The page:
By Susan Froyd
By Byron Graham
By Robin Edwards
By Bree Davies
By Josiah M. Hesse
By Bree Davies
By Susan Froyd
By Kate Gibbons
Begin your tour in the gallery at the top of the stairs. It starts with the artist's realist self-portrait, which, though out of date order, couldn't be anywhere else. Among the paintings in this initial space are two remarkable long-distance views of trains and grain elevators, done when Still lived in Canada in the 1920s. They are post-impressionist and prove that this style is the starting point for abstract expressionism.
Turn to the gallery on the left to follow Still's career in order. These paintings from the 1930s include some odd takes on regionalism in which the figures — farm hands and rural couples — are rendered as grotesque creatures rather than noble workers, which was the typical approach of the other regionalists. These are some of the most difficult paintings in Still's oeuvre, as are the figurative surrealist paintings displayed in the same space. As hideous and disturbing as these works are, Sobel saw another seed for Still's abstract expressionism in the line that follows the shoulders of the figures in them. This line would appear again and again almost throughout Still's entire career.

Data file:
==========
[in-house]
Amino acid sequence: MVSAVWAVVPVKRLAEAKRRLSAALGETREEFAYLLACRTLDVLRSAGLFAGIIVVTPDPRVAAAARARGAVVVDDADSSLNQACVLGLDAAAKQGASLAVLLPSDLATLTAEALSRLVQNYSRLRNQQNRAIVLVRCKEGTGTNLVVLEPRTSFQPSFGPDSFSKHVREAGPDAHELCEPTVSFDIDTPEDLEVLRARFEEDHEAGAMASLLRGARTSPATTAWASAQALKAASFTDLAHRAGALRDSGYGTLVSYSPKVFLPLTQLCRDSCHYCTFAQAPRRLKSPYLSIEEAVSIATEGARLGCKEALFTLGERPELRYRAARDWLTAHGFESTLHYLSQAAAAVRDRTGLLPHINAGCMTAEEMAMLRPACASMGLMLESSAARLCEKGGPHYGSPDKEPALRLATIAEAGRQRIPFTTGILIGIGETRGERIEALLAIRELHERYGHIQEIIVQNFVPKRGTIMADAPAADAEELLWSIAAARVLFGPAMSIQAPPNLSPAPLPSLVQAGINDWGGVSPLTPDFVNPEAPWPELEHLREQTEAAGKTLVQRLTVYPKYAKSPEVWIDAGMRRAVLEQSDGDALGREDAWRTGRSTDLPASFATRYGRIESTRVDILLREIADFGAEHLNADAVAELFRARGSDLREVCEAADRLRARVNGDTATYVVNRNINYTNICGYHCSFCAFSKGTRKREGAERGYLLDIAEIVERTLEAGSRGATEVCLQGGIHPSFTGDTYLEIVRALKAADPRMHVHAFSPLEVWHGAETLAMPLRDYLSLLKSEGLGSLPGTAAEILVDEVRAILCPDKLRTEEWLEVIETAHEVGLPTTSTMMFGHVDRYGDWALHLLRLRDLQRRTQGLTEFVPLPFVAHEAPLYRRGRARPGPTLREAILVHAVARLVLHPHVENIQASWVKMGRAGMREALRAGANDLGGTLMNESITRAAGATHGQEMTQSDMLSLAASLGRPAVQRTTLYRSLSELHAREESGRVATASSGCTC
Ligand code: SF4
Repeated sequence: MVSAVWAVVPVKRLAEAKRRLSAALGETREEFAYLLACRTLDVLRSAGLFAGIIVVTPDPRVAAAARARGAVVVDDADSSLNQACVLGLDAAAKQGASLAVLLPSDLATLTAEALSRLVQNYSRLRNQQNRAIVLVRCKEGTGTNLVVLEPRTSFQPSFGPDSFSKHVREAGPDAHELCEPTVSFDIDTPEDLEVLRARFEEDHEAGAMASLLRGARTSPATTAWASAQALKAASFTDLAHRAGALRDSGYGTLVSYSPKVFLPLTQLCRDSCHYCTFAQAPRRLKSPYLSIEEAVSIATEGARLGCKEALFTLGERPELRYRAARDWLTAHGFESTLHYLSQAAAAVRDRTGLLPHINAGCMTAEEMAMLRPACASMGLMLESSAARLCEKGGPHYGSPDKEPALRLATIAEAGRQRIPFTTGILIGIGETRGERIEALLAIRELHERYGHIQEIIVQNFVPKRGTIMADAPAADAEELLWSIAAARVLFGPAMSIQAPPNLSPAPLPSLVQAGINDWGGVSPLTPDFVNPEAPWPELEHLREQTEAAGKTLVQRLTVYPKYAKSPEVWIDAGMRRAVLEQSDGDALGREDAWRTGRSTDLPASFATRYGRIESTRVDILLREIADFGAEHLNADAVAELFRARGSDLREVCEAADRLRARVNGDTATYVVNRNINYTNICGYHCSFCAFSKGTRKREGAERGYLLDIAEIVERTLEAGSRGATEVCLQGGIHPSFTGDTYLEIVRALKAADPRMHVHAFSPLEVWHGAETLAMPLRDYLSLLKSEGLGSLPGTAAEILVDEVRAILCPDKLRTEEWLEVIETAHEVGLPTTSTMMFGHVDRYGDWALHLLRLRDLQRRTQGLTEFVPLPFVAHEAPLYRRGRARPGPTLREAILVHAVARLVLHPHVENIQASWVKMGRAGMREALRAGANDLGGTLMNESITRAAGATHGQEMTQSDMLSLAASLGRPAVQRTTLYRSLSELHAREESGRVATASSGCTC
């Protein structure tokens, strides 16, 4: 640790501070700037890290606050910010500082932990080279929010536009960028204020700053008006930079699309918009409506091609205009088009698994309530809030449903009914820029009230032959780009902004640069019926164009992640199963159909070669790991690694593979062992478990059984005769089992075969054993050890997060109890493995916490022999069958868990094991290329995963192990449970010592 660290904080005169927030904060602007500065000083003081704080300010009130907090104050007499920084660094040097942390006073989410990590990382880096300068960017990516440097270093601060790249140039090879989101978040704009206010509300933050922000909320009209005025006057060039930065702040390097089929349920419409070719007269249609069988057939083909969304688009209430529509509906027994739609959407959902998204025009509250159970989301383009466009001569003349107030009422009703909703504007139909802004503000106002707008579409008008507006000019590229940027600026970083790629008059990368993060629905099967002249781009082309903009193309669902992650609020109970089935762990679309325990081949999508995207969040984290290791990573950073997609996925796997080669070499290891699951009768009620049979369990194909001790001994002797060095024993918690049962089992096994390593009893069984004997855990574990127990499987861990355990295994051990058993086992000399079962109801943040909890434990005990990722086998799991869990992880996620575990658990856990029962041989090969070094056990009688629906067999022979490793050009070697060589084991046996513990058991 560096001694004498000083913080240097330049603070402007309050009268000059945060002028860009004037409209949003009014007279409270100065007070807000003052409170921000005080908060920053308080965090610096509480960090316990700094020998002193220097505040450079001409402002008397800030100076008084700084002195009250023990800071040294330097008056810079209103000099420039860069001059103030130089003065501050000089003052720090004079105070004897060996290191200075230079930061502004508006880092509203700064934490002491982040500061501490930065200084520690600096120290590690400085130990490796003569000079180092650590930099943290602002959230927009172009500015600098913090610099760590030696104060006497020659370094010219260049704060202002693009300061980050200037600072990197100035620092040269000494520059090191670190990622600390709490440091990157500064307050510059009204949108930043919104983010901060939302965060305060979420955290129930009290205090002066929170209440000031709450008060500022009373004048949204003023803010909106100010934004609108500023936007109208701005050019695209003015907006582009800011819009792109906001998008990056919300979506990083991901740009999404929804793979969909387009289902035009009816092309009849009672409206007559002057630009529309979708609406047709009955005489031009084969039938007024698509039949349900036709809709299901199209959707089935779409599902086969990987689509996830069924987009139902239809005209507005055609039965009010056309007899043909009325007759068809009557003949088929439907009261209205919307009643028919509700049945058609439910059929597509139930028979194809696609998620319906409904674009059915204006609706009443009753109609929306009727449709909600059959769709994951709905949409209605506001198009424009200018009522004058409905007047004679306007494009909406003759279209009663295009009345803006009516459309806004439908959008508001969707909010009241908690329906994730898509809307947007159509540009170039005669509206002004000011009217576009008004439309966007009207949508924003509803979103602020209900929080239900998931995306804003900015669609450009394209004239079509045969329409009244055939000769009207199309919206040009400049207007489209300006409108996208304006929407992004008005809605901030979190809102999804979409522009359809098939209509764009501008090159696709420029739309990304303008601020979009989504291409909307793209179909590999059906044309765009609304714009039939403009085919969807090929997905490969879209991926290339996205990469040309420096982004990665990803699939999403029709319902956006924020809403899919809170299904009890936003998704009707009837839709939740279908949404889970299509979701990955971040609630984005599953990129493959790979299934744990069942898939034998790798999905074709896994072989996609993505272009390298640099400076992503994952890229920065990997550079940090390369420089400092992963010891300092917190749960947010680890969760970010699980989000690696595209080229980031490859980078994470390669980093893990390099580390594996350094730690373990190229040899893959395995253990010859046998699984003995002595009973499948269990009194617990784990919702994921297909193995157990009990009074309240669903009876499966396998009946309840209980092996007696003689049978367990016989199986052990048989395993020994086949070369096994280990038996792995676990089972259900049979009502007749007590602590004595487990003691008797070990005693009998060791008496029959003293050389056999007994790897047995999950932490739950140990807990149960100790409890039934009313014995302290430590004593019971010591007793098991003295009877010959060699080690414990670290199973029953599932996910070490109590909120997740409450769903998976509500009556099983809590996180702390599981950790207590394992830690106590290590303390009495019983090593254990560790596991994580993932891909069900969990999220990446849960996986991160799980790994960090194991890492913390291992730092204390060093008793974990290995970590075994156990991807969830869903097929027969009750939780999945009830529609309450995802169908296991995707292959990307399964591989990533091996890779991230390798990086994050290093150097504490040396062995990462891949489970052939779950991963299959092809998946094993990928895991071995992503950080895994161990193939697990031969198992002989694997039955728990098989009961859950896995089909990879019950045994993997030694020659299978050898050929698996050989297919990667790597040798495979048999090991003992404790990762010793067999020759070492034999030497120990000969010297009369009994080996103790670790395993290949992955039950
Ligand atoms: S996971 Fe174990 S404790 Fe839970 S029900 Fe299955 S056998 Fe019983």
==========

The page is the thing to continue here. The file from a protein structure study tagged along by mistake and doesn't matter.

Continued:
Next comes Still's first great leap forward, as the representational surrealist works give way to abstract surrealist creations; some have a Picassoid quality and a sense for monumentality. These initial spaces have low ceilings, but when we reach the point where Still makes his big break in the early 1940s — Sobel says Still was the first artist to arrive at abstract expressionism — the room height soars. This is not just symbolic; it's necessary to accommodate the large works. Notable are the pierced cheese-grater grills in concrete floating just below the sky-lit ceiling in this and other double-height galleries.
Seeing so many classic Stills at once is an indescribable experience. Looking at this work dating from the '40s and '50s, it's very easy to see why Still is regarded as one of the great masters of American art. His surfaces are lively, with lots of evidence of his brushwork preserved in the paint. At the same time, they're unexpectedly thin — or flat — in appearance. The work done after Still withdrew from the art world and retreated to a farm in Maryland is stylistically an extension of the classic work, but it's increasingly lighter and more thinly painted, with lots of raw canvas left over.
Sobel has also done a survey of Still's career in miniature using the artist's works on paper, including drawings, watercolors and prints. Having just seen the rest of the show, taking in the paper pieces last is almost like doing a Still refresher course.
The CSM, which opens on November 17 for members and on November 18 to the general public, marks the realization of a dream for Sobel, who has worked tirelessly over the past six years to bring it to fruition. But it's also the culmination of a process that Clyfford Still began nearly a century ago, when he first put paint to canvas.
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